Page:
Public Comment Period Begins for Second NJ Bear Hunt



You have a view on the bear hunt, pro or con? Now is the time to make it known.
The story below also points out why it is important to keep your dogs leashed when you are out hiking. Also seems the bear population is about half of what it was originally thought in NJ.



Date: 040523

By Jeff Linkous, Associated Press, 5/21/04

Trenton - Rob Skrypek's West Milford home has a reinforced fence and
new rules for what goes on inside it.

His dog, Duke, doesn't go out in the yard without someone there, and
the family's trash cans - cleaned with bleach to neutralize any
odors - are always kept in a secure place.

The changes are among several made by the 36-year-old father of two
after a bloody scrape with a black bear a year ago that was set in
motion when he tackled the bruin that pounced on his yellow Labrador.

"People ask me nowadays, 'Would you do anything to help your dog?' I
don't know if I'd go to hand-to-hand combat," said Skrypek, who still
feels the effects of some shoulder and wrist injuries suffered in the
May 23, 2003, attack.

Nearly six months after New Jersey's first bear hunt in 33 years, a
large bruin population and continued encounters with people remain
among reasons cited by backers for a second hunt.

A 2004 season is tentatively scheduled for Dec. 6-11. A 60-day public
comment period began Monday, with a public hearing set for June 8.

In March, the state Fish and Game Council proposed the hunt, brushing
aside Environmental Commissioner Bradley M. Campbell's recommendation
to skip a 2004 season.

Last year, despite protests and thousands of letters to the
governor's office, Campbell and Gov. James E. McGreevey supported a
six-day hunt as a way to help reduce what was believed to be a
burgeoning bear population - estimated then at 3,200 - and an alarming
increase in bear-human encounters.

State wildlife officials say 328 bears were killed in last year's
hunt. About 300 cubs are expected to be born this year.

Campbell has said better data, developed in part from research
conducted amid last December's hunt, helped state wildlife officials
refine the population figure to about half the previous estimate.

Although the current bear estimate would sustain a hunt, Campbell in
March urged greater use of public awareness programs and more
stringent enforcement of a state law prohibiting the feeding bears,
and requiring home and business owners to secure trash receptacles.

A spokeswoman for Campbell said Friday the commissioner had not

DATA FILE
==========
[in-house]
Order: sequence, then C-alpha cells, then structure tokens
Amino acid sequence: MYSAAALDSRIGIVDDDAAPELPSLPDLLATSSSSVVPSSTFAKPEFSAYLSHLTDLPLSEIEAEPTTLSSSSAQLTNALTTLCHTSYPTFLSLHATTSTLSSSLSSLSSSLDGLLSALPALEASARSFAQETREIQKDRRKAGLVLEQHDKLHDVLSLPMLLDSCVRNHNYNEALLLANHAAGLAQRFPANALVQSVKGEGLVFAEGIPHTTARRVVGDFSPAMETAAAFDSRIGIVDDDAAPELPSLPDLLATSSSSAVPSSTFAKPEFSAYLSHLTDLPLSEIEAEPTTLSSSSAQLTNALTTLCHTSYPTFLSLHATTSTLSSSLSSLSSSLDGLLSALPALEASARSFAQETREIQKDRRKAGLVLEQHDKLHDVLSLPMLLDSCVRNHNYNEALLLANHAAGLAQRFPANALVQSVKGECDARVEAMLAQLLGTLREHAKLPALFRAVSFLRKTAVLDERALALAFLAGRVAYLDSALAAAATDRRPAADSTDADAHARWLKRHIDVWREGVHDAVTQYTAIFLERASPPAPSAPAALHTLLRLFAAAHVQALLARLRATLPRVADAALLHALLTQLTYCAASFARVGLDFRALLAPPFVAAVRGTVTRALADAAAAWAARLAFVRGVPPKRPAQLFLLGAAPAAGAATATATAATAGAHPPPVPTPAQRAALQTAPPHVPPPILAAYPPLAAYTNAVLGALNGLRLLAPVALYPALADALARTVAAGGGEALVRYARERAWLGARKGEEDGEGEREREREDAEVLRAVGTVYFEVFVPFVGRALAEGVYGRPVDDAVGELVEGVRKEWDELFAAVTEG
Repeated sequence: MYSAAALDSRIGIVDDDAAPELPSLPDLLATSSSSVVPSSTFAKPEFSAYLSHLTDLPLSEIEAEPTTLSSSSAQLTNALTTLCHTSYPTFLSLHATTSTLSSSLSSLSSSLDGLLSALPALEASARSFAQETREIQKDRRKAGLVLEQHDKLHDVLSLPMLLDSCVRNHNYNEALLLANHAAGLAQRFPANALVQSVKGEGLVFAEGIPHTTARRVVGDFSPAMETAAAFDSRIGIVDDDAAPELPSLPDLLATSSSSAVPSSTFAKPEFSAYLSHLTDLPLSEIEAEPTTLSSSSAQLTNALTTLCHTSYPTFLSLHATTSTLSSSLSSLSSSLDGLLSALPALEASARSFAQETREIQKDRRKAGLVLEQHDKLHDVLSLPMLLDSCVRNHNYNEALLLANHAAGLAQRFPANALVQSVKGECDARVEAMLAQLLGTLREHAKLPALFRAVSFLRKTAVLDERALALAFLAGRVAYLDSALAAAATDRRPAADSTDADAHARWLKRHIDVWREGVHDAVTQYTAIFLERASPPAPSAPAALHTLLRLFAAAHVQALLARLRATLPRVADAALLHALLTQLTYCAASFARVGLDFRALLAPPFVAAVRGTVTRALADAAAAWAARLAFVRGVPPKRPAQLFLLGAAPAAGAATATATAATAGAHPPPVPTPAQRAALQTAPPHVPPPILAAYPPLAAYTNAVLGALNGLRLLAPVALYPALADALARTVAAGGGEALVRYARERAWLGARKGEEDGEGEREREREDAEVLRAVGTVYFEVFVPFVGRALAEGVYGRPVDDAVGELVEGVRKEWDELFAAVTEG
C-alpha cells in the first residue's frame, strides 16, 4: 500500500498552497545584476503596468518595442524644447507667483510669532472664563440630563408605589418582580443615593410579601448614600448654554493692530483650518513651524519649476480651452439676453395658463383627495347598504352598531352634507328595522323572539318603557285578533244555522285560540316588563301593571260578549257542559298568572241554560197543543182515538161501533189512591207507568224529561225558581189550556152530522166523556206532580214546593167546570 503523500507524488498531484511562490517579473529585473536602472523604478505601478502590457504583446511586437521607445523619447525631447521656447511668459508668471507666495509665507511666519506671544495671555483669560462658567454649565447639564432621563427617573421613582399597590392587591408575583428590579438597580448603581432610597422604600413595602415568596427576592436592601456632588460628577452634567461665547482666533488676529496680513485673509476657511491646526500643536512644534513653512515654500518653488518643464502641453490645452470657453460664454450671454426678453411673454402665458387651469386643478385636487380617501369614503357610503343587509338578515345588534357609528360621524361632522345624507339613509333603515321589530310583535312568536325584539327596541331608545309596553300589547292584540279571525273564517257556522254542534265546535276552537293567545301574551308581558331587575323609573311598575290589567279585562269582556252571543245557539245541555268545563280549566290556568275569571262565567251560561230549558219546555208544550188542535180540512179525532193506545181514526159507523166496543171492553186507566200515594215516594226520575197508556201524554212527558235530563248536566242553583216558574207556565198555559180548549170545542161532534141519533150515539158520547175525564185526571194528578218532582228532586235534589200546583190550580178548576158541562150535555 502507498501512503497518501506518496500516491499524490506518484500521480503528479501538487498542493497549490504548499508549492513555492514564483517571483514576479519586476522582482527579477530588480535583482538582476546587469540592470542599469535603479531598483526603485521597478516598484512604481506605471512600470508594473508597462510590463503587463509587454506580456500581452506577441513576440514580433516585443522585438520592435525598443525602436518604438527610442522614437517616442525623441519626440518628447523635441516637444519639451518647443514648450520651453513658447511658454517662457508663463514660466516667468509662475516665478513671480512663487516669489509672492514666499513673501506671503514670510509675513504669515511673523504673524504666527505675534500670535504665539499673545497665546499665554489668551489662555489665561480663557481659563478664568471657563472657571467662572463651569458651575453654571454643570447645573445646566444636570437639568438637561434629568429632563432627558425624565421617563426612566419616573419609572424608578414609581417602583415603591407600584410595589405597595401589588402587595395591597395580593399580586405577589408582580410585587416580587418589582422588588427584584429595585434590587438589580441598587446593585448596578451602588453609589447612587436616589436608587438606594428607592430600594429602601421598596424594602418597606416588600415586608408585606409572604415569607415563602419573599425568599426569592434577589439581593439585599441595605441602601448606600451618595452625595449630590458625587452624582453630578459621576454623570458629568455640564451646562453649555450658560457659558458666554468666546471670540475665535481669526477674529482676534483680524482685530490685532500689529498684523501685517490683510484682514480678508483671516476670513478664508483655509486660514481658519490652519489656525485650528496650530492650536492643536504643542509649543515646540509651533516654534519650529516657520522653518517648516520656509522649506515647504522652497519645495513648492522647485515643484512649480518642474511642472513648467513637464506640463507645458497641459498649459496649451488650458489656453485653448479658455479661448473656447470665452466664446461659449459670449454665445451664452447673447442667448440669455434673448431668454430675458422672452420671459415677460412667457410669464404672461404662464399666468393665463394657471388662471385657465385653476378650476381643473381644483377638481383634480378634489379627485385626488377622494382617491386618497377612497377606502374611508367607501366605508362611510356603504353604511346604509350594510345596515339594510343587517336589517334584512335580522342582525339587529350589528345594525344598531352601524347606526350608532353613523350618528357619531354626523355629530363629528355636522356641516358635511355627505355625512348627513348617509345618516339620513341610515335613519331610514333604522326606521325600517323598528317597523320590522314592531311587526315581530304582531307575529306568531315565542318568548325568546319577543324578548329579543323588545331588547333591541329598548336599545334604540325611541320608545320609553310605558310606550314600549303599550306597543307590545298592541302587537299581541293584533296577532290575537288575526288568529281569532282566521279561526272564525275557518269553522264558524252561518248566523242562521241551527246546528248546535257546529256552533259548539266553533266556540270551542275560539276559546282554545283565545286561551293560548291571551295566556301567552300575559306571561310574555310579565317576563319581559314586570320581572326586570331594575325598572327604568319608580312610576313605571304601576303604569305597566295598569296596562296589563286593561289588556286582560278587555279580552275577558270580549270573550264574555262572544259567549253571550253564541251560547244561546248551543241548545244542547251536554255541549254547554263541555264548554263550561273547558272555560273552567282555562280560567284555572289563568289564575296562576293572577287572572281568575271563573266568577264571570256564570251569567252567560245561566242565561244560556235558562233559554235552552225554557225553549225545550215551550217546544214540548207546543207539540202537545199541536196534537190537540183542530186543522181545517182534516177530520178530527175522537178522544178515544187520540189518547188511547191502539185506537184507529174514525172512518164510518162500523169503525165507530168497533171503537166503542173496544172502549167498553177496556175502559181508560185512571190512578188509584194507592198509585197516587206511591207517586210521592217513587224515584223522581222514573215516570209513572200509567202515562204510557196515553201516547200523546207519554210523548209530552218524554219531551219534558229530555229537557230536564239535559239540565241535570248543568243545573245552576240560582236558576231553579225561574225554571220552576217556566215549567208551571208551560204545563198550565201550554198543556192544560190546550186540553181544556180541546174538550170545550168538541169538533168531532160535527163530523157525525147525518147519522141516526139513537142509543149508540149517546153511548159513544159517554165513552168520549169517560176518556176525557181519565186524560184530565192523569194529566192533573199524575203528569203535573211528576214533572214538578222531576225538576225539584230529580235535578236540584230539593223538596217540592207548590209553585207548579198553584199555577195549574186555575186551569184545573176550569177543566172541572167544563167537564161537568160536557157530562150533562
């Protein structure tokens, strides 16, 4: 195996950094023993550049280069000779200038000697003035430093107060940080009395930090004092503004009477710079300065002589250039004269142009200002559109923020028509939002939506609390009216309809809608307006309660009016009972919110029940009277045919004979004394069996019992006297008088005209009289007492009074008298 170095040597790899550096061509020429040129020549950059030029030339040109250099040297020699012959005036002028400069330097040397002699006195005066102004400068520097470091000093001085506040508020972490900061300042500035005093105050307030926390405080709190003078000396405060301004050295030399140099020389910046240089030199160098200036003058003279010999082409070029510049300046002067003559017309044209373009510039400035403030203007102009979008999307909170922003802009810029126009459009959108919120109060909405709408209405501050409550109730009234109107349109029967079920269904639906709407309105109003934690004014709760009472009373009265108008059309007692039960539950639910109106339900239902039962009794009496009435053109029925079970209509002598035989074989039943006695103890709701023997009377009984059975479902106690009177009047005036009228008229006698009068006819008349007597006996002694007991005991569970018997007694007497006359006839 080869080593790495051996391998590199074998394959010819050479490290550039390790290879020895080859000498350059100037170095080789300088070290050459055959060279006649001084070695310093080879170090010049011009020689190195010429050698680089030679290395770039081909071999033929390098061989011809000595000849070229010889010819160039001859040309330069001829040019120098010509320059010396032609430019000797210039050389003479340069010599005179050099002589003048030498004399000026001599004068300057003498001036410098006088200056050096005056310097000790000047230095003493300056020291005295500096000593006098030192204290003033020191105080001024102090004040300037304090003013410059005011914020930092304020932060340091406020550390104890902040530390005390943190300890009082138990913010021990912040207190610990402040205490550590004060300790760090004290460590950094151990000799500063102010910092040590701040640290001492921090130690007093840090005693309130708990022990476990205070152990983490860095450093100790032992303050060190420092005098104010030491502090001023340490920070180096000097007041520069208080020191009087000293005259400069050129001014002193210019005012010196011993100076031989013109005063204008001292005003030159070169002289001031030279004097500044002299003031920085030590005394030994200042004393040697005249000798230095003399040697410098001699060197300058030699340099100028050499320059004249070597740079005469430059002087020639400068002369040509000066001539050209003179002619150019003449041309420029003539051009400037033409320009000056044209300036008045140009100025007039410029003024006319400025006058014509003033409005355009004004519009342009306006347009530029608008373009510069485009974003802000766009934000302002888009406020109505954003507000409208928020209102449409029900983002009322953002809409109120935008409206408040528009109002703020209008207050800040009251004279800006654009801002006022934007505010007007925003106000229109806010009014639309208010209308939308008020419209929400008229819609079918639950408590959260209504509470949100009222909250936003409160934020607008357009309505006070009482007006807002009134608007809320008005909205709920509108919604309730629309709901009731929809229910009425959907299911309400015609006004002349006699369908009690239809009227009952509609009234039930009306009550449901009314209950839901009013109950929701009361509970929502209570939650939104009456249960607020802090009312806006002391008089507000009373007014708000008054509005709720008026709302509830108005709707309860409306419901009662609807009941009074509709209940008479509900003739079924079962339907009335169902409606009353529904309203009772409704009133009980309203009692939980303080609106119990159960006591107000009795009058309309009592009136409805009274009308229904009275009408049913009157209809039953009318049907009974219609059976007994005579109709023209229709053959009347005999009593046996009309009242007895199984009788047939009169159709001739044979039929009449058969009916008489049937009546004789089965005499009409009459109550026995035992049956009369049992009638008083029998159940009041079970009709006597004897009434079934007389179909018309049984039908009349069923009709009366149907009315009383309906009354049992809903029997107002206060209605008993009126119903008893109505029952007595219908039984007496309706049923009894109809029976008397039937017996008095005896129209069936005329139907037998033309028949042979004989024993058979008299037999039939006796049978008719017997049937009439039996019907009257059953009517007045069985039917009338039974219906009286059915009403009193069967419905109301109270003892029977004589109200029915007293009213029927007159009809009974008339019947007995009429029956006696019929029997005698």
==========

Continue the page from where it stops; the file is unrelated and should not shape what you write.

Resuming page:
changed his mind.

Passaic County officials plan to subsidize the cost of bear-proof
trash containers, paying half the $50 and $180 costs for the 30- and
95-gallon receptacles, said Lynda Smith of the West Milford-based Bear
Education and Resource Group, which teaches residents in the bear
range how to co-exist with the bruins.

"We're hoping other counties will follow suit," Smith said.

New Jersey's bear population is largely concentrated in its
mountainous northwest. But this week, the Department of Environmental
Protection confirmed a bear sighting as far south as Manchester in
Ocean County.

Also this week, a Hudson County lawmaker proposed legislation to
revamp the Fish and Game council, the autonomous 11-member panel
composed of sportsmen, farmers and private residents that regulates
New Jersey's hunting and fishing seasons.

Assemblyman Anthony Chiappone's bill would expand the council to 13
members and give the environmental commissioner a seat.

The Democrat's measure would also open five seats to gubernatorial
appointees recommended by three animal groups, including Smith's

"It's a giant step forward in making it (the council) more balanced,"
Smith said.

The bill, A-2852, like similar legislation introduced earlier this
month, is drawing criticism.

"It puts the commissioner as the czar over all wildlife, whether it
be hunting or bringing back the eagles. It politicizes wildlife," said
George Howard, a game council member and retired director of the state
Division of Fish and Wildlife, which falls under the DEP.

Howard said the game council was formed to keep politics out of
wildlife matters.

Other bills pending in the Assembly and Senate propose a five-year
moratorium on a bear hunt. Similar legislation stalled last year.

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